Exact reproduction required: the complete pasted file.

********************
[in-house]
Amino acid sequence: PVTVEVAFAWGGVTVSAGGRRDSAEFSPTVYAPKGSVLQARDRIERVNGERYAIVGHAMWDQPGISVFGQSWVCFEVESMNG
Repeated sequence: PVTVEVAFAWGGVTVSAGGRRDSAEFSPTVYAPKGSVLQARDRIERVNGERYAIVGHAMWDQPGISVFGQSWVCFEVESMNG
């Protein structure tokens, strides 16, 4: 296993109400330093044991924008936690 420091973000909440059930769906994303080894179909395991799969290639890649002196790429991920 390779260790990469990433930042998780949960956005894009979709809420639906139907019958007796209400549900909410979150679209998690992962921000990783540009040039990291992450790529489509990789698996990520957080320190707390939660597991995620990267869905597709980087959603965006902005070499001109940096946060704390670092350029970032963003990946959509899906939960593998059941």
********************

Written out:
[in-house]
Amino acid sequence: PVTVEVAFAWGGVTVSAGGRRDSAEFSPTVYAPKGSVLQARDRIERVNGERYAIVGHAMWDQPGISVFGQSWVCFEVESMNG
Repeated sequence: PVTVEVAFAWGGVTVSAGGRRDSAEFSPTVYAPKGSVLQARDRIERVNGERYAIVGHAMWDQPGISVFGQSWVCFEVESMNG
């Protein structure tokens, strides 16, 4: 296993109400330093044991924008936690 420091973000909440059930769906994303080894179909395991799969290639890649002196790429991920 390779260790990469990433930042998780949960956005894009979709809420639906139907019958007796209400549900909410979150679209998690992962921000990783540009040039990291992450790529489509990789698996990520957080320190707390939660597991995620990267869905597709980087959603965006902005070499001109940096946060704390670092350029970032963003990946959509899906939960593998059941």